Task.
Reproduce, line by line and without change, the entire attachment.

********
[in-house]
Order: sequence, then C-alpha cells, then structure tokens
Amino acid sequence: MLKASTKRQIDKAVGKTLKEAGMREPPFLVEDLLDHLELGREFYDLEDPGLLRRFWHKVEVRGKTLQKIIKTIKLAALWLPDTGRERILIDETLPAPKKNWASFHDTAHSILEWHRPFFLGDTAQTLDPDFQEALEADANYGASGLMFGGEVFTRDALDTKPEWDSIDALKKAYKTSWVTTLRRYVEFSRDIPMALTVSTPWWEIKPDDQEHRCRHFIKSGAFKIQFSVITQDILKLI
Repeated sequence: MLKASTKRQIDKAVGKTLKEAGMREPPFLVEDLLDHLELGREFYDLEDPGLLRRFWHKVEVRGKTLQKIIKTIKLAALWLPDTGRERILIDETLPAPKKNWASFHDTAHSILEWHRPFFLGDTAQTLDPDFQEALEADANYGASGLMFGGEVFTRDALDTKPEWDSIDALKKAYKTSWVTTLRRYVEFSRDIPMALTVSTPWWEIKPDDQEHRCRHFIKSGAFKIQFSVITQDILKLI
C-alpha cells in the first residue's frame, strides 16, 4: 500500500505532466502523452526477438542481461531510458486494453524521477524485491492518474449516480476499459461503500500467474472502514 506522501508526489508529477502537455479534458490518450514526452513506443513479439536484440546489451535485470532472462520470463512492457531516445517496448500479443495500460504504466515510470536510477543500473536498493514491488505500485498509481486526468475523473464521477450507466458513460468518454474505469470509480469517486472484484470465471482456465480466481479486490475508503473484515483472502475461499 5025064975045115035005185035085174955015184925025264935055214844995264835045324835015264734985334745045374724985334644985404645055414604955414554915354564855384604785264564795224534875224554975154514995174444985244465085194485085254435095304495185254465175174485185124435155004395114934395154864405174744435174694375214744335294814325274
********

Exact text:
[in-house]
Order: sequence, then C-alpha cells, then structure tokens
Amino acid sequence: MLKASTKRQIDKAVGKTLKEAGMREPPFLVEDLLDHLELGREFYDLEDPGLLRRFWHKVEVRGKTLQKIIKTIKLAALWLPDTGRERILIDETLPAPKKNWASFHDTAHSILEWHRPFFLGDTAQTLDPDFQEALEADANYGASGLMFGGEVFTRDALDTKPEWDSIDALKKAYKTSWVTTLRRYVEFSRDIPMALTVSTPWWEIKPDDQEHRCRHFIKSGAFKIQFSVITQDILKLI
Repeated sequence: MLKASTKRQIDKAVGKTLKEAGMREPPFLVEDLLDHLELGREFYDLEDPGLLRRFWHKVEVRGKTLQKIIKTIKLAALWLPDTGRERILIDETLPAPKKNWASFHDTAHSILEWHRPFFLGDTAQTLDPDFQEALEADANYGASGLMFGGEVFTRDALDTKPEWDSIDALKKAYKTSWVTTLRRYVEFSRDIPMALTVSTPWWEIKPDDQEHRCRHFIKSGAFKIQFSVITQDILKLI
C-alpha cells in the first residue's frame, strides 16, 4: 500500500505532466502523452526477438542481461531510458486494453524521477524485491492518474449516480476499459461503500500467474472502514 506522501508526489508529477502537455479534458490518450514526452513506443513479439536484440546489451535485470532472462520470463512492457531516445517496448500479443495500460504504466515510470536510477543500473536498493514491488505500485498509481486526468475523473464521477450507466458513460468518454474505469470509480469517486472484484470465471482456465480466481479486490475508503473484515483472502475461499 5025064975045115035005185035085174955015184925025264935055214844995264835045324835015264734985334745045374724985334644985404645055414604955414554915354564855384604785264564795224534875224554975154514995174444985244465085194485085254435095304495185254465175174485185124435155004395114934395154864405174744435174694375214744335294814325274